Maite Nkoana-Mashabane remains one of President Jacob Zuma’s “untouchable” ministers, a close ally who is assured of her position in the event of any reshuffle. In social media parlance, she is Zuma’s “day one, to the moon and back” and holds the same position as when she joined the Cabinet in 2009. But this year saw her slip not once but at least three times, and fail to recover with the grace and poise of a seasoned diplomat.
The former high commissioner to Malaysia and India was unable to deflect a minor incident of being caught sleeping in Parliament by simply apologising and citing a heavy party and government schedule. But that was the least of her gaffes.
Ahead of a state visit to France, she failed to give a cogent response to the most obvious and topical question at the time, about the cataclysmic event that was Brexit. Her incoherent and clearly unbriefed response during a media briefing noted that “we don’t know about it; we saw it on TV”.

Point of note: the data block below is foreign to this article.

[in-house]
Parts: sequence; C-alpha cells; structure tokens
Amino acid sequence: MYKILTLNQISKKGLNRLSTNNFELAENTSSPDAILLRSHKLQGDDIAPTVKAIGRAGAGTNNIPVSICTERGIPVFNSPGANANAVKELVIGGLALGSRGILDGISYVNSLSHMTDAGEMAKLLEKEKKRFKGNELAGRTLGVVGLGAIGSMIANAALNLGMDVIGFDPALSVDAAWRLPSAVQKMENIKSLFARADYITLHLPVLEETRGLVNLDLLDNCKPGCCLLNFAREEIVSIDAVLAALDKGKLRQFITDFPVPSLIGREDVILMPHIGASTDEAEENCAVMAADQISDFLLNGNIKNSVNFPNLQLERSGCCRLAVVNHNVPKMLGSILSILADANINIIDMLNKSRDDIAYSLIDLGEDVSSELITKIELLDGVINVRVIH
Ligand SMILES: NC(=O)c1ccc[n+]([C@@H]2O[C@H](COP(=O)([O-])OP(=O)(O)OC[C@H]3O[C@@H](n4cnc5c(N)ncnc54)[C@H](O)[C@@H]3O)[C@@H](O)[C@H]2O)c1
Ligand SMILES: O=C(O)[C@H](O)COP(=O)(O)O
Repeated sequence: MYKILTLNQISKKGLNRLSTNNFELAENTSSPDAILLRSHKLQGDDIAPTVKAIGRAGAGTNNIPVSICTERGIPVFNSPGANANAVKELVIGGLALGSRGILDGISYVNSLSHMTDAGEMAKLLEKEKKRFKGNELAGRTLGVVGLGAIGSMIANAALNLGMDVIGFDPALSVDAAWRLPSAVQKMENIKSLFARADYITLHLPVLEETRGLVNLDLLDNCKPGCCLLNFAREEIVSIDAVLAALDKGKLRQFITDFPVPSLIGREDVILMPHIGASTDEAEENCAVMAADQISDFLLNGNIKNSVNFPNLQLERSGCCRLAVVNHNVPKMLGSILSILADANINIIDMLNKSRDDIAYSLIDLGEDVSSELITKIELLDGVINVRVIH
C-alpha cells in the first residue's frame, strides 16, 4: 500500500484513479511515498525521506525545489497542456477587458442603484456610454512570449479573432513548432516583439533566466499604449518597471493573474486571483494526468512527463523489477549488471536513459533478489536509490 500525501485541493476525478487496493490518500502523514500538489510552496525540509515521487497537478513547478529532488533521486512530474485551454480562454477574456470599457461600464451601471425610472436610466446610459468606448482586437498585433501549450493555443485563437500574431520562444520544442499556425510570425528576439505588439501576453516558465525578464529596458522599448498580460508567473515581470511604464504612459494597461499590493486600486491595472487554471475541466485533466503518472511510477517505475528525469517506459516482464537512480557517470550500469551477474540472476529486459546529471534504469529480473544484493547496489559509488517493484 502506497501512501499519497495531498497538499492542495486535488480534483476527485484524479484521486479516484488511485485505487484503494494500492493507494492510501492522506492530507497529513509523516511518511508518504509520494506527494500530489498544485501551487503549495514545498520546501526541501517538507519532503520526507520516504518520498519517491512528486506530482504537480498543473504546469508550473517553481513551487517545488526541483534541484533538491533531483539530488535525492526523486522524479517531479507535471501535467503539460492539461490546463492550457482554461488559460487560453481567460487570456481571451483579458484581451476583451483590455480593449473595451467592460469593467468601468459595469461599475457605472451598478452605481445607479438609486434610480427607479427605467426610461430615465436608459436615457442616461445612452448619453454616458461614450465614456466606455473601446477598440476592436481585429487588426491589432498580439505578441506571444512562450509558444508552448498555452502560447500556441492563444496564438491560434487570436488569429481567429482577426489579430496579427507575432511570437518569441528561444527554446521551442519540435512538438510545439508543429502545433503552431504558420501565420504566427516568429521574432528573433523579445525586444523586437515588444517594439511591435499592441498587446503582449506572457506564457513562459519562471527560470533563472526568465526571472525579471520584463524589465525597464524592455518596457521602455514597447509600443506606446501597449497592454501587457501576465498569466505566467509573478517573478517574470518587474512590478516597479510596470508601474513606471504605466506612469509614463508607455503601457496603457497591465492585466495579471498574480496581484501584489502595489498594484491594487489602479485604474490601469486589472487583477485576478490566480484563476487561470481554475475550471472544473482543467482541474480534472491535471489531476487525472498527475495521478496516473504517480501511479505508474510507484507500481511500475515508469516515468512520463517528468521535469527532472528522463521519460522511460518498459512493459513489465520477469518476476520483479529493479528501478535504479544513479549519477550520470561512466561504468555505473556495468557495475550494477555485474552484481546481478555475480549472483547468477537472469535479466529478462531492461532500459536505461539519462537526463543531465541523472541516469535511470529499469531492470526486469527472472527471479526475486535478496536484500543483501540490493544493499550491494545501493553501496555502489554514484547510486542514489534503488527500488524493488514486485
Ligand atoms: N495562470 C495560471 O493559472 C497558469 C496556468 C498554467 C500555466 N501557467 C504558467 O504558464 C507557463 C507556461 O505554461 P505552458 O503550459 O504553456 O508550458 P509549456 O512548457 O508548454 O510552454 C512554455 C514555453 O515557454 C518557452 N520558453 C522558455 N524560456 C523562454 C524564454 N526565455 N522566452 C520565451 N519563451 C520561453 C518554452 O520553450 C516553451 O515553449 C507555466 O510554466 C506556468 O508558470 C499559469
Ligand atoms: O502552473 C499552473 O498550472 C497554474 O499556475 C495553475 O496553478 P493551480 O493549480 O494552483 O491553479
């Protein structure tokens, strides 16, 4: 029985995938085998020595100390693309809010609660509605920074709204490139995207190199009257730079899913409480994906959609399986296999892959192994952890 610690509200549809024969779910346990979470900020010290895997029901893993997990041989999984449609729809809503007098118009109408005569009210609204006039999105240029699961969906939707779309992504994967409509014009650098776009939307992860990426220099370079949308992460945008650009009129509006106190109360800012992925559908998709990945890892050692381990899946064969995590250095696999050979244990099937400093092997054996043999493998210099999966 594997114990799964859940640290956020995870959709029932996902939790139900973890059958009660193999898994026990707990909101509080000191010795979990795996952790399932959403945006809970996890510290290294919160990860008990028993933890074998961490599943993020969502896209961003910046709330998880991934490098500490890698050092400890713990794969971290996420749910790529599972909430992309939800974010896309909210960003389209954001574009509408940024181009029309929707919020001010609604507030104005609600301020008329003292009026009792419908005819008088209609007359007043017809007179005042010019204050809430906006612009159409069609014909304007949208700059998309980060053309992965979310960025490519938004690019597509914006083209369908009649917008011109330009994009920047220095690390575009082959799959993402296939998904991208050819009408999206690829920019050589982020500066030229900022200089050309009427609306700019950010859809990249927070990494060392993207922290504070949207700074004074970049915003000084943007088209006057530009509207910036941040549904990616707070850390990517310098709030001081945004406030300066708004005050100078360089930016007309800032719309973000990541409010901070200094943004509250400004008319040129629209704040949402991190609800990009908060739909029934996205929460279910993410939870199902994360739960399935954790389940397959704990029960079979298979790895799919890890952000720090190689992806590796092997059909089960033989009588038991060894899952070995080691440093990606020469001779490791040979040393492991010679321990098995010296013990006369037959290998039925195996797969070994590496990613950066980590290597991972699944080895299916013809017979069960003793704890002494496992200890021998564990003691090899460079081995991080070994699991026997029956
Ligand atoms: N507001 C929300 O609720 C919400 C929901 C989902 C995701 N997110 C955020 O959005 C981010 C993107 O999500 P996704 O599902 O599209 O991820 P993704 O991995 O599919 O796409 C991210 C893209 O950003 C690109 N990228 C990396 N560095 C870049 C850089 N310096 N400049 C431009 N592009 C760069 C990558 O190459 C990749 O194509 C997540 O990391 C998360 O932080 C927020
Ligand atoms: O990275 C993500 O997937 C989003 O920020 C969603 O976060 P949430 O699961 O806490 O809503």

Then, in an interview with Al Jazeera, the Zuma acolyte attempted to defend another watershed event, this time Nenegate, and tied herself into knots trying to defend Zuma and the state of the ANC.
The reality is that much of what is accomplished in the international arena is out of Nkoana-Mashabane’s control: the country’s withdrawal from the International Criminal Court is driven by her justice ministry counterpart, Michael Masutha.
The changing patterns of international trade are a side effect of globalisation as well as the work of the trade and industry department, and the closure of some of her diplomatic missions is the result of the global economic situation as well as budget cuts.
South Africa continues to shape its international identity post-Nelson Mandela and the country retains much of its poise and clout. In the years ahead, Nkoana-Mashabane’s dexterity will be tested as South Africa balances its membership of Brics with demands from the European Union (minus Britain) as well as a United States that is leaning towards protectionism.
The minister will need to regain her composure and diplomatic skills to navigate these relationships.